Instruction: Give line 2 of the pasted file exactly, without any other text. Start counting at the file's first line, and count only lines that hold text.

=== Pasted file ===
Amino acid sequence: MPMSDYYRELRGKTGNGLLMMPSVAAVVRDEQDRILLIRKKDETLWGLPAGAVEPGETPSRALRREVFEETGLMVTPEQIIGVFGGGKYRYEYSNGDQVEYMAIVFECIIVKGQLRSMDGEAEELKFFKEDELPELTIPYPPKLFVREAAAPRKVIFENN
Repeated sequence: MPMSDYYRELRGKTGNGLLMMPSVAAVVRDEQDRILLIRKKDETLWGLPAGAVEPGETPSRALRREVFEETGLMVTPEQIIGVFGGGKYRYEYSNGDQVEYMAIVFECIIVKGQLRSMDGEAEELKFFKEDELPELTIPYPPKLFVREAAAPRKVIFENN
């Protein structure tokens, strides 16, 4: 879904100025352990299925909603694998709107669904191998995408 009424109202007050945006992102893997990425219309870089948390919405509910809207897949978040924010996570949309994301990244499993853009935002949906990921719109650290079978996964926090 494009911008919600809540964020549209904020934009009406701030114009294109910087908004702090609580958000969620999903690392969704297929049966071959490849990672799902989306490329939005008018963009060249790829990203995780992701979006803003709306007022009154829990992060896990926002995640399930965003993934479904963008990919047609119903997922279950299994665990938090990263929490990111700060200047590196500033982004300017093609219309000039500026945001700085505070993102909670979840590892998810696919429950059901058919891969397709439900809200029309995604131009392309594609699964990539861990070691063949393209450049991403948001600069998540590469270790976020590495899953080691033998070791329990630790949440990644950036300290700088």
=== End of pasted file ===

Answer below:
Repeated sequence: MPMSDYYRELRGKTGNGLLMMPSVAAVVRDEQDRILLIRKKDETLWGLPAGAVEPGETPSRALRREVFEETGLMVTPEQIIGVFGGGKYRYEYSNGDQVEYMAIVFECIIVKGQLRSMDGEAEELKFFKEDELPELTIPYPPKLFVREAAAPRKVIFENN